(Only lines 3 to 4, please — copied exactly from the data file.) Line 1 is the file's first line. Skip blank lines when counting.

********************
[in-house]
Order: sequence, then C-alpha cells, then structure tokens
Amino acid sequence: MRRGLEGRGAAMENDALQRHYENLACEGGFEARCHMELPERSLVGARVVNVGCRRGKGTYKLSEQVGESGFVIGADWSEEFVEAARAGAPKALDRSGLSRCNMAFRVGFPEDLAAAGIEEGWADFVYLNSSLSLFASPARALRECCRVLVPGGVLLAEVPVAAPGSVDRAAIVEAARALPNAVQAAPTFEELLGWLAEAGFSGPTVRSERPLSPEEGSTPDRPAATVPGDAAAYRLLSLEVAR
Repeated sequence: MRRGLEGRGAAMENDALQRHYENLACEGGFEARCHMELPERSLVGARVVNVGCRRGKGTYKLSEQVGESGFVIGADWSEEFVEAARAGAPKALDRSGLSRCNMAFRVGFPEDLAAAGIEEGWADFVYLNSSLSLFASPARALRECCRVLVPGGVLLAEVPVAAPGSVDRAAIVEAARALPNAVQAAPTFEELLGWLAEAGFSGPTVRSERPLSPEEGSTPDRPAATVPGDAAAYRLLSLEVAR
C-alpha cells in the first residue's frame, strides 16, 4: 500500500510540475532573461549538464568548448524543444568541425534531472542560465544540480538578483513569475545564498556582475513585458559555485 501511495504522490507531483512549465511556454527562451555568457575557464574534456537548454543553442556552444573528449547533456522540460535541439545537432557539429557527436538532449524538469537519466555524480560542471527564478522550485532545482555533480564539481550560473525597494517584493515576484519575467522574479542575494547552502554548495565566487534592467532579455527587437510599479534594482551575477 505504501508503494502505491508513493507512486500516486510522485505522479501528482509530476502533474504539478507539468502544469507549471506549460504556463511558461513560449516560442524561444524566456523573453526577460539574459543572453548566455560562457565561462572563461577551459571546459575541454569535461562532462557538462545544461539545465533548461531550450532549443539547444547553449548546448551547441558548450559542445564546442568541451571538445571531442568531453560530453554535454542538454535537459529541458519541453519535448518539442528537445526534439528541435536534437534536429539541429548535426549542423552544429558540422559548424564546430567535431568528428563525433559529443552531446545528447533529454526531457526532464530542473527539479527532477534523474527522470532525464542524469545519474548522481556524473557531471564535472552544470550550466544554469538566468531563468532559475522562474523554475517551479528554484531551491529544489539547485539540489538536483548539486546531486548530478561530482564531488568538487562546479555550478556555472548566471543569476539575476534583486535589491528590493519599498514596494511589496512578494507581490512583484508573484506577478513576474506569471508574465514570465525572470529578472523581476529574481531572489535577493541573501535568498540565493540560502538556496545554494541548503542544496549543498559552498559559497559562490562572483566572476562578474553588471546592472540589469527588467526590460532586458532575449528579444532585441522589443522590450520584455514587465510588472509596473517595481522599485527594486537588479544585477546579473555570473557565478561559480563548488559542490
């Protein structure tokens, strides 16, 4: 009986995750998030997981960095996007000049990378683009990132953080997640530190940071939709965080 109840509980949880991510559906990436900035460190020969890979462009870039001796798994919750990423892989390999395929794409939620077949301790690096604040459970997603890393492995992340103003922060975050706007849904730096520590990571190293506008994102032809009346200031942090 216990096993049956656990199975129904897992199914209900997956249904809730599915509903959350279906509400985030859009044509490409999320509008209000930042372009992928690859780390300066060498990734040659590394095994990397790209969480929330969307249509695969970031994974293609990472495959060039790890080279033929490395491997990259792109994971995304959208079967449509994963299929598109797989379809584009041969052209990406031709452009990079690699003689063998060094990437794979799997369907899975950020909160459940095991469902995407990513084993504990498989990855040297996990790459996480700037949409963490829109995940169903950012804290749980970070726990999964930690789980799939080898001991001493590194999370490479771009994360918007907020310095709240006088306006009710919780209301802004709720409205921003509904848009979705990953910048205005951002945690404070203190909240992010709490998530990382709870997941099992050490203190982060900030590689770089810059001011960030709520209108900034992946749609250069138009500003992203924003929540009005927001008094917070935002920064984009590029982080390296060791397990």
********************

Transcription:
Amino acid sequence: MRRGLEGRGAAMENDALQRHYENLACEGGFEARCHMELPERSLVGARVVNVGCRRGKGTYKLSEQVGESGFVIGADWSEEFVEAARAGAPKALDRSGLSRCNMAFRVGFPEDLAAAGIEEGWADFVYLNSSLSLFASPARALRECCRVLVPGGVLLAEVPVAAPGSVDRAAIVEAARALPNAVQAAPTFEELLGWLAEAGFSGPTVRSERPLSPEEGSTPDRPAATVPGDAAAYRLLSLEVAR
Repeated sequence: MRRGLEGRGAAMENDALQRHYENLACEGGFEARCHMELPERSLVGARVVNVGCRRGKGTYKLSEQVGESGFVIGADWSEEFVEAARAGAPKALDRSGLSRCNMAFRVGFPEDLAAAGIEEGWADFVYLNSSLSLFASPARALRECCRVLVPGGVLLAEVPVAAPGSVDRAAIVEAARALPNAVQAAPTFEELLGWLAEAGFSGPTVRSERPLSPEEGSTPDRPAATVPGDAAAYRLLSLEVAR